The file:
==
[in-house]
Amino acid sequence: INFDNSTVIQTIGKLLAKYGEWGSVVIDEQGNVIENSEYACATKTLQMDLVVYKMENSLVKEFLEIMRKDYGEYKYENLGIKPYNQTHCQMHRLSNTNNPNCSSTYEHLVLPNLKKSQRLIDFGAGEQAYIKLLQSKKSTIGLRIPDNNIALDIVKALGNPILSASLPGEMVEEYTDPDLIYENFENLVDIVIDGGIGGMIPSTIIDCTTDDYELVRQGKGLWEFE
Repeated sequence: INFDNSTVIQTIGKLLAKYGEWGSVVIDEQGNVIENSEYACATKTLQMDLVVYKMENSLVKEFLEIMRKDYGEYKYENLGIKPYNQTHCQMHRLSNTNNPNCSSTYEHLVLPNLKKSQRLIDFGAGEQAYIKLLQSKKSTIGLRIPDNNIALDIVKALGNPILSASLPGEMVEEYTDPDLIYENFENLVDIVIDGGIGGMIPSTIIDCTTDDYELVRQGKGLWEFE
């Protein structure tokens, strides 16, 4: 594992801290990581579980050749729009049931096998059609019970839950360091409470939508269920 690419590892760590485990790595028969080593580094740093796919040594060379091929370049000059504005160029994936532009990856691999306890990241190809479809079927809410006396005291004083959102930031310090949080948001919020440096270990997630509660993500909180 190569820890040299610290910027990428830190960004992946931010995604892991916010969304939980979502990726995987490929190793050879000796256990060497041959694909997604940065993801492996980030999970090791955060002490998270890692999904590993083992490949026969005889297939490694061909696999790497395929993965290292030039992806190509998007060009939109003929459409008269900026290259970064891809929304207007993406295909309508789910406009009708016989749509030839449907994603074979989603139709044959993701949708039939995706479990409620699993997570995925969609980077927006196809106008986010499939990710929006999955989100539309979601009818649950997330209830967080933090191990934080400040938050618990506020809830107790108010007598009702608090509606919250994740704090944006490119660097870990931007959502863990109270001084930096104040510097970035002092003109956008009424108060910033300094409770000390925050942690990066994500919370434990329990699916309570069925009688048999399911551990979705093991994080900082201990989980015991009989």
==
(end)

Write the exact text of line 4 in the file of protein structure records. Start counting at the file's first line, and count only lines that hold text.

């Protein structure tokens, strides 16, 4: 594992801290990581579980050749729009049931096998059609019970839950360091409470939508269920 690419590892760590485990790595028969080593580094740093796919040594060379091929370049000059504005160029994936532009990856691999306890990241190809479809079927809410006396005291004083959102930031310090949080948001919020440096270990997630509660993500909180 190569820890040299610290910027990428830190960004992946931010995604892991916010969304939980979502990726995987490929190793050879000796256990060497041959694909997604940065993801492996980030999970090791955060002490998270890692999904590993083992490949026969005889297939490694061909696999790497395929993965290292030039992806190509998007060009939109003929459409008269900026290259970064891809929304207007993406295909309508789910406009009708016989749509030839449907994603074979989603139709044959993701949708039939995706479990409620699993997570995925969609980077927006196809106008986010499939990710929006999955989100539309979601009818649950997330209830967080933090191990934080400040938050618990506020809830107790108010007598009702608090509606919250994740704090944006490119660097870990931007959502863990109270001084930096104040510097970035002092003109956008009424108060910033300094409770000390925050942690990066994500919370434990329990699916309570069925009688048999399911551990979705093991994080900082201990989980015991009989």